Neurofibromatosis is a genetic condition that makes people more likely to develop tumors, primarily involving the brain, spinal cord, and peripheral nerves. While many of these tumors are noncancerous, some cause significant disability and some are life threatening.
Because neurofibromatosis affects the entire body, the condition is best treated by a multidisciplinary team of specialists. At Memorial Sloan Kettering, our Neurofibromatosis Clinic consists of neurologists, medical oncologists, ophthalmologists, neurosurgeons, surgical oncologists, and pain management physicians, all committed to providing state-of-the-art care for the tumors caused by these diseases.
Types of Neurofibromatosis
There are three types of neurofibromatosis: neurofibromatosis type 1, neurofibromatosis type 2, and schwannomatosis. Each type has a unique genetic cause and lead to the formation of different tumors types. All three conditions can be inherited, but can also occur in individuals without a family history.
Some neurofibromatosis patients develop a large number of tumors, while others do not. The number and type of tumors that develop will depend on which type of neurofibromatosis you have as well as the genetic characteristics of your disease. If it is unclear which group you fall into, genetic testing may be able to help. Learn more about genetic testing and counseling at Memorial Sloan Kettering.
NF1 is one of the most common genetic conditions, affecting 1 in 3,000 people. People with NF1 have a predisposition for developing the following types of tumors:
Neurofibromas of the skin (cutaneous neurofibromas)
NF2 is less common than NF1, and is associated with a different spectrum of tumors, including:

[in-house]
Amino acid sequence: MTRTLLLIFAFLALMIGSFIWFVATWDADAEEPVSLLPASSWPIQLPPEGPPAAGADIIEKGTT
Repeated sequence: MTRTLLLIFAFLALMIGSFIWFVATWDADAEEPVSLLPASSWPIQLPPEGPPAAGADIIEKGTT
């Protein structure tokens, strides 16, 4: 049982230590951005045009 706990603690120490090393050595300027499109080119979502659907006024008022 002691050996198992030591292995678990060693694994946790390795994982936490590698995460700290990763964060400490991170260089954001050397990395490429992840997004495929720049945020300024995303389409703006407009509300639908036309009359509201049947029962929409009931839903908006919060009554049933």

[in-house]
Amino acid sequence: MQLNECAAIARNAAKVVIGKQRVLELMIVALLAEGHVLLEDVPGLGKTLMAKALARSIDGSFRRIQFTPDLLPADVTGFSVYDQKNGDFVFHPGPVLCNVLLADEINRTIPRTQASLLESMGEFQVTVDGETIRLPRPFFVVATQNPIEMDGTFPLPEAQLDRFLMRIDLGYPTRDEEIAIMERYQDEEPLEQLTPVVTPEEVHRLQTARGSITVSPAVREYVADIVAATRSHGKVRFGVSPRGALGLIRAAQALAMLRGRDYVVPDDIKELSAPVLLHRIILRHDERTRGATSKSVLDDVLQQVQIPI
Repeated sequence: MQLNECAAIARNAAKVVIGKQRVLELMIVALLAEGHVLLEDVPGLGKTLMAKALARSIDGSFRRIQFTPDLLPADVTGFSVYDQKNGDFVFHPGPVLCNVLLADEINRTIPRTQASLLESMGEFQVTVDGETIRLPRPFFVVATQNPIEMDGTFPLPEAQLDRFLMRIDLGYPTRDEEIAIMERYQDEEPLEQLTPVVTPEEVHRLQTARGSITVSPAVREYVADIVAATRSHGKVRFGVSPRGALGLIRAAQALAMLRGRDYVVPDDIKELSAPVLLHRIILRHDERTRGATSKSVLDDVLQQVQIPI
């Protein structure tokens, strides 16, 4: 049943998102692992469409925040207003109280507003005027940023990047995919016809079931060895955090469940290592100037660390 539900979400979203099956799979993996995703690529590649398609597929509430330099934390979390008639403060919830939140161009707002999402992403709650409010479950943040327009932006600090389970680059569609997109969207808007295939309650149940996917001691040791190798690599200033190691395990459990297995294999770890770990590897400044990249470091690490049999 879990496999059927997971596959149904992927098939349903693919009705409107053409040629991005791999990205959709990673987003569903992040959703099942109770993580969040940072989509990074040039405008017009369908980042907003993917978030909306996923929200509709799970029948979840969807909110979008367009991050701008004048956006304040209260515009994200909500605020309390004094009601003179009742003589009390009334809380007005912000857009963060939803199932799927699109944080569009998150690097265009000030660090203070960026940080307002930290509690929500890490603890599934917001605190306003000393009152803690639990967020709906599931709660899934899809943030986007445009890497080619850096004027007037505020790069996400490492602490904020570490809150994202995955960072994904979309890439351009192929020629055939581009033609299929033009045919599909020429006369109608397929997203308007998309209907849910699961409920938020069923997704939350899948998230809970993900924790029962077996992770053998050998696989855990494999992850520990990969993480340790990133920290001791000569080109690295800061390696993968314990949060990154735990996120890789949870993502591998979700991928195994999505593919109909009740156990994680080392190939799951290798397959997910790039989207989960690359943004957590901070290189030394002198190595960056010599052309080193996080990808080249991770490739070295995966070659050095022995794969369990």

- Schwannomas, mostly involving the vestibulocochlear nerve — the nerve that controls balance and hearing
Like NF2, schwannomatosis is a rare condition that predisposes individuals to schwannomas, a type of nerve sheath tumor that can be painful. Unlike NF2, it rarely causes meningiomas.
All types of neurofibromatosis can cause pain and neurologic problems, as well as life-threatening complications. At MSK, neurofibromatosis care is a team effort, bringing together neurologists, oncologists, neurosurgeons, radiation oncologists, and radiologists who work closely together and confer on a regular basis.
In most cases, we will monitor the tumors using the most advanced imaging technology available while managing symptoms. In some instances, surgery is an important part of care. MSK surgeons routinely manage complex cases involving the brain, spinal cord, peripheral nerves, and the rest of the body. Our clinic provides immediate access to these experts.
For people with certain types of tumors, we may be able to identify molecular targets using a genome-sequencing test developed at MSK known as MSK-IMPACT. Several clinical trials at MSK are enrolling patients on an ongoing basis using molecular information identified by this test.
The clinic is further supported by various research programs at Memorial Sloan Kettering. At our Brain Tumor Center, director Luis Parada is developing novel drugs for the treatment of gliomas, neurofibromas, and malignant peripheral nerve sheath tumors. Ping Chi, of the Human Oncology and Pathogenesis Program, is studying the genetic and epigenetic changes that lead to the formation of these tumors. Translating their discoveries to patient treatment is an objective of the Neurofibromatosis Clinic.
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